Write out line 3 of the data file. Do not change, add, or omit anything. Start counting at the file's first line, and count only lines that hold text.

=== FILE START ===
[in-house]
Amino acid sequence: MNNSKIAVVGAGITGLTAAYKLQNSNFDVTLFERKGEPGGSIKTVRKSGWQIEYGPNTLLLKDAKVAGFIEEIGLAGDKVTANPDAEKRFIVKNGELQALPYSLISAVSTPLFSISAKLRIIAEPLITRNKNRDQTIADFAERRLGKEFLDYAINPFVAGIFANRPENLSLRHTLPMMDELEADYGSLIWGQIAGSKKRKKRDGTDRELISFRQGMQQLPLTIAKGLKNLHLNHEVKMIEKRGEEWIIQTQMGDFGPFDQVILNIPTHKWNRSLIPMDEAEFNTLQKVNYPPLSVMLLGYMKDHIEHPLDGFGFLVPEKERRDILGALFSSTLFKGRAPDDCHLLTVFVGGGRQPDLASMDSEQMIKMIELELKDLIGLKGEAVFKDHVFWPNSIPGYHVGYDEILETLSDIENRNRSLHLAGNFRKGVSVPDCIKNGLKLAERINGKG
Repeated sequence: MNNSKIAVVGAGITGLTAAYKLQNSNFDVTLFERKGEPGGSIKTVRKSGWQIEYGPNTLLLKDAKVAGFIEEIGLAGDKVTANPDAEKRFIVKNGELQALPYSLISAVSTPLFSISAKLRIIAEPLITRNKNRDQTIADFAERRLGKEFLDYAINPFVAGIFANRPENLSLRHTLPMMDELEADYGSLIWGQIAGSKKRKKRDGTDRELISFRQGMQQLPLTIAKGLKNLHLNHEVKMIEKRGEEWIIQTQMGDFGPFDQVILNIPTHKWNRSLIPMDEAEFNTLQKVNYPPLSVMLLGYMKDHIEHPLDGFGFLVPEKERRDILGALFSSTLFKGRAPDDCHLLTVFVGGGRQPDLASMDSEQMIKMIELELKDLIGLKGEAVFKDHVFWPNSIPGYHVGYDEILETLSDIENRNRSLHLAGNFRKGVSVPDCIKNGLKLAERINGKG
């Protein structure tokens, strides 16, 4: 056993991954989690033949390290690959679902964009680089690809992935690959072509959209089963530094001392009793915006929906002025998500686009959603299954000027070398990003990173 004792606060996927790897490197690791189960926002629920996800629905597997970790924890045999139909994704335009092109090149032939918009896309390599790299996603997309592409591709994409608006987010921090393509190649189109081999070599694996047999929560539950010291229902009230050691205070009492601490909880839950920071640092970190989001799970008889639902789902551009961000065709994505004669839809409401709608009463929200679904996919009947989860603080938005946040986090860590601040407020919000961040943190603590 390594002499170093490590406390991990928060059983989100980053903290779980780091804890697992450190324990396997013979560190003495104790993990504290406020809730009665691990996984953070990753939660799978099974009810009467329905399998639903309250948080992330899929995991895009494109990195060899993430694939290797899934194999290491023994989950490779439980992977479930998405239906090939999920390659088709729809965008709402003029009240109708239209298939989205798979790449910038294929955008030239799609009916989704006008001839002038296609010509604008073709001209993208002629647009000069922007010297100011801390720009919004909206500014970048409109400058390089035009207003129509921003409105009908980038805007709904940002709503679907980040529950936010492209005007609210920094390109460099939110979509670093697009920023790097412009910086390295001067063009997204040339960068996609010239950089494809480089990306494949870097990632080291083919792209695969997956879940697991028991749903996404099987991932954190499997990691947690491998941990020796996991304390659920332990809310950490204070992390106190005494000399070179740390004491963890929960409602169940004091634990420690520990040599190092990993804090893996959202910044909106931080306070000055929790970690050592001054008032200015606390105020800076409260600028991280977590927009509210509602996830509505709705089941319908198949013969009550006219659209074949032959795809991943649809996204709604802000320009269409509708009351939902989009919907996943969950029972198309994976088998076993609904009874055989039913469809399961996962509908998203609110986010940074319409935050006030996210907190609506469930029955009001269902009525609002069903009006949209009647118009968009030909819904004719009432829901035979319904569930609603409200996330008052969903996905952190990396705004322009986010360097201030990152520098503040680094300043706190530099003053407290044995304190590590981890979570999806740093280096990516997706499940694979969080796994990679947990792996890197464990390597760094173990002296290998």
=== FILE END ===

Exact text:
Repeated sequence: MNNSKIAVVGAGITGLTAAYKLQNSNFDVTLFERKGEPGGSIKTVRKSGWQIEYGPNTLLLKDAKVAGFIEEIGLAGDKVTANPDAEKRFIVKNGELQALPYSLISAVSTPLFSISAKLRIIAEPLITRNKNRDQTIADFAERRLGKEFLDYAINPFVAGIFANRPENLSLRHTLPMMDELEADYGSLIWGQIAGSKKRKKRDGTDRELISFRQGMQQLPLTIAKGLKNLHLNHEVKMIEKRGEEWIIQTQMGDFGPFDQVILNIPTHKWNRSLIPMDEAEFNTLQKVNYPPLSVMLLGYMKDHIEHPLDGFGFLVPEKERRDILGALFSSTLFKGRAPDDCHLLTVFVGGGRQPDLASMDSEQMIKMIELELKDLIGLKGEAVFKDHVFWPNSIPGYHVGYDEILETLSDIENRNRSLHLAGNFRKGVSVPDCIKNGLKLAERINGKG